Silence

Related disciplines include control of the tongue, witness, and truth telling.

As most jobs involve verbal communication with other people, these disciplines can be especially fruitful to appropriate in the workplace.

Listen more and speak less in meetings. Give any speaker your complete, undivided attention. Ask coworkers about their weekends without a felt need to talk about your own. Spend your breaks, lunch hour, or commute without any “noise.” (Turn off the music, put down the book, stop playing the games; get alone—steep in the silence).

Practicing the Presence of God

Perhaps you’ve heard of Brother Lawrence or his book The Practice of the Presence of God. This 17th century Carmelite monk is well known for his endearing devotion to the Lord amidst his daily, menial tasks.

Practice God’s presence at work by talking with Jesus as you go about your projects. Apologize and ask his forgiveness when you slip up. Thank him for his presence and his love. Remember that he is a constant companion—attend to him as such.

Prayer

Prayer is broad, as it encompasses a wide array of specific ways of talking to God. Some work-friendly options include:

  • Breath Prayer—This practice is founded upon the praying of “a simple, intimate prayer of heartfelt desire before God,” as Calhoun explains in the Handbook. Choose a prayer, such as “Jesus Christ, have mercy on me,” to pray throughout the day. Use your breath as a reminder of this prayer. Breathe in—“Jesus Christ,” and breathe out—“have mercy on me.”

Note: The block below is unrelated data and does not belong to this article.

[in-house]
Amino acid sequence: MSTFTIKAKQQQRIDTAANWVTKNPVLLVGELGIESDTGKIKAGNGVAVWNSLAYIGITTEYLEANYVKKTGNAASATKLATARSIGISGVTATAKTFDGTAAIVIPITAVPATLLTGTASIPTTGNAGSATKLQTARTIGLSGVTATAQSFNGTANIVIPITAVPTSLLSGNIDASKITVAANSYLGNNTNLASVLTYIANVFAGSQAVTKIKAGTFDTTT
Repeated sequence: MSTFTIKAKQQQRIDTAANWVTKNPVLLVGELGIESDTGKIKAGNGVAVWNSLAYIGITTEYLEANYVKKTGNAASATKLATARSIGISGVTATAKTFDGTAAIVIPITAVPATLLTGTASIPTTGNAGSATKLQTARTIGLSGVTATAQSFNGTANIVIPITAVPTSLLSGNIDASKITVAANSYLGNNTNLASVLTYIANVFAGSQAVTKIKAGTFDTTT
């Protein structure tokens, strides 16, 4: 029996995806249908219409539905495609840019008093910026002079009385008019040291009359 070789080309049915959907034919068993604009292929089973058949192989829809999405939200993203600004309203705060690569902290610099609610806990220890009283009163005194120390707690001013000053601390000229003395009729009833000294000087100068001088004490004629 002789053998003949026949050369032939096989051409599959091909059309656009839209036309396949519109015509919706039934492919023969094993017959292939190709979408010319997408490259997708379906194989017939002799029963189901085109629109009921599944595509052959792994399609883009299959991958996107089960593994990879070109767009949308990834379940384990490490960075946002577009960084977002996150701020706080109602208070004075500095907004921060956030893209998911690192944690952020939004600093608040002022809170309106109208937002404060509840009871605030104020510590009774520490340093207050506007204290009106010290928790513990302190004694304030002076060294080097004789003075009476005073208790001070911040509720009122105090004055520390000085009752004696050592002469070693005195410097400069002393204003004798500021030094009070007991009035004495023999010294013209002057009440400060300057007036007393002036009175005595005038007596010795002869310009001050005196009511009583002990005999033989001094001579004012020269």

• Centering Prayer— Calhoun explains that this practice is “to quiet the heart and rest in God alone” (Calhoun, 207). During breaks or between tasks, use the available time to “center” yourself, refocusing your attention to the Lord.
  • Fixed-Hour Prayer—Plan a schedule that fits well in your workday, pausing at appointed times to pray for several minutes.

Give these five practices a try. Integrate your life holistically, and may you experience the Lord increasingly more in the ordinary, menial moments of your day.

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  • Noval Smith

    Nice post! While I’m now retired, there’s still a lot to be learning about “practicing the presence” in my “new normal” days. After hearing about the book for years I recently purchased a copy of Richard J. Foster’s classic, “Celebration of Discipline”. This essay reminded me a lot of what I’m reading there. I really appreciate these blog posts. They always stimulate my thinking.

    • Jessica

      Great to hear! I have not read Foster’s book on disciplines yet, but have certainly received recommendations to do so. I am so glad these posts prove to stimulate towards growth. Blessings in your “new normal” — may his presence be ever nearer to you.

  • ChipWatkins

    This post would have been much more useful (and fulfilling) had it followed the WORSHIP acronym the author led with. For example, celebrate your work as part of your worship of God; be open to God’s interruptions of your day from colleagues or clients; relinquish false self by confessing when your advice is wrong, or you’ve let an assignment slip or been rude to a customer; share my life with others by mentoring or sharing expertise with colleagues; hear the Word of God by being faithful and diligent in our service to our employer; incarnate Christ’s love for our colleagues (especially support staff) and clients or customers; and pray concerning projects and clients or customers.